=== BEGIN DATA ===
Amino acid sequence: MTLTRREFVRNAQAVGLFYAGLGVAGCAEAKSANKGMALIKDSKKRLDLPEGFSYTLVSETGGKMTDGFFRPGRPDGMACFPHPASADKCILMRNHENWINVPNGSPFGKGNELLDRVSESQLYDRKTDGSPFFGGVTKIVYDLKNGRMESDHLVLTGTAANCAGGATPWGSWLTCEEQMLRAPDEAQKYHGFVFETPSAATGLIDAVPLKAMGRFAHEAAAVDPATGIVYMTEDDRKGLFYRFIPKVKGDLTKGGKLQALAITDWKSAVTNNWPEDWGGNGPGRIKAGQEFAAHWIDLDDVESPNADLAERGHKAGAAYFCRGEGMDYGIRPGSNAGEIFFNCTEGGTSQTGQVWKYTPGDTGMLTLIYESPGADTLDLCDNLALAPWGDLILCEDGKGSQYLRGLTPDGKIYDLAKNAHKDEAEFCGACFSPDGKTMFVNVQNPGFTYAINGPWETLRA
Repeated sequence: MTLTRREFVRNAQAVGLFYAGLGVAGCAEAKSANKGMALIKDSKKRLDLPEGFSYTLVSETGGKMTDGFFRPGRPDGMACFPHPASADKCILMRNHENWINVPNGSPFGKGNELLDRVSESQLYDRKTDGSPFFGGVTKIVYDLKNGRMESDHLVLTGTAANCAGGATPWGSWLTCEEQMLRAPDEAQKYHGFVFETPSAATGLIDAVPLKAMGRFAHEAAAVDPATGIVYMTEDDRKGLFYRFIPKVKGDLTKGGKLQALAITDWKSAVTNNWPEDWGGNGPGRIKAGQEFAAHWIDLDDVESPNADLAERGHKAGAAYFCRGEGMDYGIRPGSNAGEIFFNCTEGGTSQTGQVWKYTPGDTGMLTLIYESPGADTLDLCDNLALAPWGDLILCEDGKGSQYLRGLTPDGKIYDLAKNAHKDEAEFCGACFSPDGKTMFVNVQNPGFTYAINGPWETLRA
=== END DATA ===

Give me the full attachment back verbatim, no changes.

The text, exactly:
Amino acid sequence: MTLTRREFVRNAQAVGLFYAGLGVAGCAEAKSANKGMALIKDSKKRLDLPEGFSYTLVSETGGKMTDGFFRPGRPDGMACFPHPASADKCILMRNHENWINVPNGSPFGKGNELLDRVSESQLYDRKTDGSPFFGGVTKIVYDLKNGRMESDHLVLTGTAANCAGGATPWGSWLTCEEQMLRAPDEAQKYHGFVFETPSAATGLIDAVPLKAMGRFAHEAAAVDPATGIVYMTEDDRKGLFYRFIPKVKGDLTKGGKLQALAITDWKSAVTNNWPEDWGGNGPGRIKAGQEFAAHWIDLDDVESPNADLAERGHKAGAAYFCRGEGMDYGIRPGSNAGEIFFNCTEGGTSQTGQVWKYTPGDTGMLTLIYESPGADTLDLCDNLALAPWGDLILCEDGKGSQYLRGLTPDGKIYDLAKNAHKDEAEFCGACFSPDGKTMFVNVQNPGFTYAINGPWETLRA
Repeated sequence: MTLTRREFVRNAQAVGLFYAGLGVAGCAEAKSANKGMALIKDSKKRLDLPEGFSYTLVSETGGKMTDGFFRPGRPDGMACFPHPASADKCILMRNHENWINVPNGSPFGKGNELLDRVSESQLYDRKTDGSPFFGGVTKIVYDLKNGRMESDHLVLTGTAANCAGGATPWGSWLTCEEQMLRAPDEAQKYHGFVFETPSAATGLIDAVPLKAMGRFAHEAAAVDPATGIVYMTEDDRKGLFYRFIPKVKGDLTKGGKLQALAITDWKSAVTNNWPEDWGGNGPGRIKAGQEFAAHWIDLDDVESPNADLAERGHKAGAAYFCRGEGMDYGIRPGSNAGEIFFNCTEGGTSQTGQVWKYTPGDTGMLTLIYESPGADTLDLCDNLALAPWGDLILCEDGKGSQYLRGLTPDGKIYDLAKNAHKDEAEFCGACFSPDGKTMFVNVQNPGFTYAINGPWETLRA